8 But meat commends us not to God: for neither, if we eat, are we the better; neither, if we eat not, are we the worse.
9 But take heed lest by any means this liberty of yours become a stumblingblock to them that are weak.
10 For if any man see you which has knowledge sit at meat in the idol’s temple, shall not the conscience of him which is weak be emboldened to eat those things which are offered to idols;
11 And through your knowledge shall the weak brother perish, for whom Christ died?
12 But when you sin so against the brethren, and wound their weak conscience, you sin against Christ.
13 Wherefore, if meat make my brother to offend, I will eat no flesh while the world stands, lest I make my brother to offend.
Question: Is Paul telling members of the Church of God they can disobey the Old Testament religious practice of not eating meat offered to idols? No, he is doing no such thing. He is explaining how to love God and love their neighbor according to the spirit of the law. A mature Christian can evaluate a religious practice simply by asking; is what I’m doing pleasing to God and showing spiritual respect for my neighbor? It takes the Holy Spirit to guide us to the correct answers. Paul gave them and us the tools, so to speak, to evaluate our religious practices in the 21st century.
Religious Practices abound worldwide
This series of blogs has a theme, practical Bible wisdom. I’m writing this to help people see this 2000-year-old book is relevant for us today. The principles, if followed in the 21st century, would procure peace and prosperity. I’m not saying spiritual salvation because that is New Testament theology to which God calls His people.
There are books, TV programs and websites about types of religious practice. From sitting atop a pillar, to walking on burning coals (), to rolling around on the ground, to living your life without clothes.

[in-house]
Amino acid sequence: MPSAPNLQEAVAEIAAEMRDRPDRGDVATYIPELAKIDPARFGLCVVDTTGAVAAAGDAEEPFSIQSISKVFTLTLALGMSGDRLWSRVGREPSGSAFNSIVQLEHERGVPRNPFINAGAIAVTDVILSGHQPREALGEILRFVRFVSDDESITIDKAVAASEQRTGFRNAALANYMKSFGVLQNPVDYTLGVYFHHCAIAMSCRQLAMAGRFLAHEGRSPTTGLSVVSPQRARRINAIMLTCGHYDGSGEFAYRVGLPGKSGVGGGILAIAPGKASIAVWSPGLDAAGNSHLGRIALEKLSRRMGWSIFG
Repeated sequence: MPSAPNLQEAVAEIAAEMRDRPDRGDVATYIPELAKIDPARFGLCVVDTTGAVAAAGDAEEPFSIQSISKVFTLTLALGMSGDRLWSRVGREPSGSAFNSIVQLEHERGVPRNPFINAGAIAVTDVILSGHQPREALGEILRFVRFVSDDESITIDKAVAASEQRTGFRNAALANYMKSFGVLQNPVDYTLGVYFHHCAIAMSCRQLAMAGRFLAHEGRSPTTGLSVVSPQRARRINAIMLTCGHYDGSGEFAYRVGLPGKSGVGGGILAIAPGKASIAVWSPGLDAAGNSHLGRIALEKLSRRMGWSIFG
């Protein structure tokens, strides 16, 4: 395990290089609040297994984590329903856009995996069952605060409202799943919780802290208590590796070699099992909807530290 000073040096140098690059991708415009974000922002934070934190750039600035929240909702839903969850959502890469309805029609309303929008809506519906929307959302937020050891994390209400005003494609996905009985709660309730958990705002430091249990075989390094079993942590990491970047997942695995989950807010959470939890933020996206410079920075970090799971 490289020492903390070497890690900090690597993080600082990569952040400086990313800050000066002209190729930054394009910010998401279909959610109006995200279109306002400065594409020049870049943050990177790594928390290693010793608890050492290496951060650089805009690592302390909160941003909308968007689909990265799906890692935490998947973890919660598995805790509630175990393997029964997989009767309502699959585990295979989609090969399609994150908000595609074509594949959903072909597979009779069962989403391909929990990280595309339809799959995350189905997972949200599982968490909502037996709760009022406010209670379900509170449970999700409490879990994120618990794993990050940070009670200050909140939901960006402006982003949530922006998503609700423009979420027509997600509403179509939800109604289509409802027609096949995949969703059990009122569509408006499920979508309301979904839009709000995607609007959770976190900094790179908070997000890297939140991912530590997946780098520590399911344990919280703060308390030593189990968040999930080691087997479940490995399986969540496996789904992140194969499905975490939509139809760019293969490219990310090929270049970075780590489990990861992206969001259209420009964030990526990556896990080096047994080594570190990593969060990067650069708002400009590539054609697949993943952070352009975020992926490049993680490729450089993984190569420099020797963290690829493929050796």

I already intended including this topic of religious practices in this theme when I received an email regarding the intriguing title of a book. Divination in the Bible, A Practical Guide to Talking to God. Find it if you like, but the word divination made me curious. We know what the Bible says about that, so what does this author mean? You decide, but people are coming up with supposedly new practices all the time. Beware, some can be dangerous.
As Wikipedia points out, religious practices come in many areas and forms:
They may include rituals, sermons, commemoration or veneration (of deities and/or saints), sacrifices, festivals, feasts, trances, initiations, funerary services, matrimonial services, meditation, prayer, music, art, dance, public service, or other aspects of human culture.
In preparation of writing this blog, I studied the 613 mitzvot in the Torah, which really are direct dos and don’ts taken from the five first books of the Bible, the Law. Religious Jewish people try to apply these precepts in their daily lives. These are the details of the two great commandments as mentioned above. It must be kept in mind that certain conditions present 3000 years ago are not so today. We don’t have a country, twelve tribes, the Kohenim (the Priests, direct descendants of Aaron, brother of Moses), the Levites who occupied positions of leadership in Temple affairs (no Temple either) and administrative positions like educators and judges.
With all those points and others in mind, the principles of those books are still practical Bible wisdom. Consider the Temple as the Church of God and the leader then as the religious leaders of God’s Church today. As you study these precepts, ask yourself the question, how can I apply this in the 21st century?
As I did this, I categorized them to make them more relevant. Here are the categories in alphabetical order. Your study might reveal other categories. Some overlap.
10 Commandments, agriculture, animals, assembly-church, behavior, body, calendar, city, dead, destroy, diet, false prophets, family, feasts, government, health, idolatry, impure, injury physical, monetary, justice, king, kohen, labor-slavery, levite, money-increase-tithe-restitution, neighbor, offering, peace, poor, prophesying, purification, religion, religion nazarite, sabbath, sacrifice, self-reproach, servant, sex, sin, study-teach, war, washing, woman, word, work, worship.
I would say, the first overriding precept regarding religious practices and anything else, for that matter, is to avoid following what is not practical Bible wisdom. Pagan practices are explicitly forbidden. We are not to mix them with practical Biblical wisdom. It does not enhance proper Bible practices, in fact, it is just the opposite.
Listening to false religion
With globalization of cultures and the implantation of Eastern religious practices almost as a way of life, if not more, warning like those from below, going back over 3000 years, carry little weight. Yet, they are clear and essential.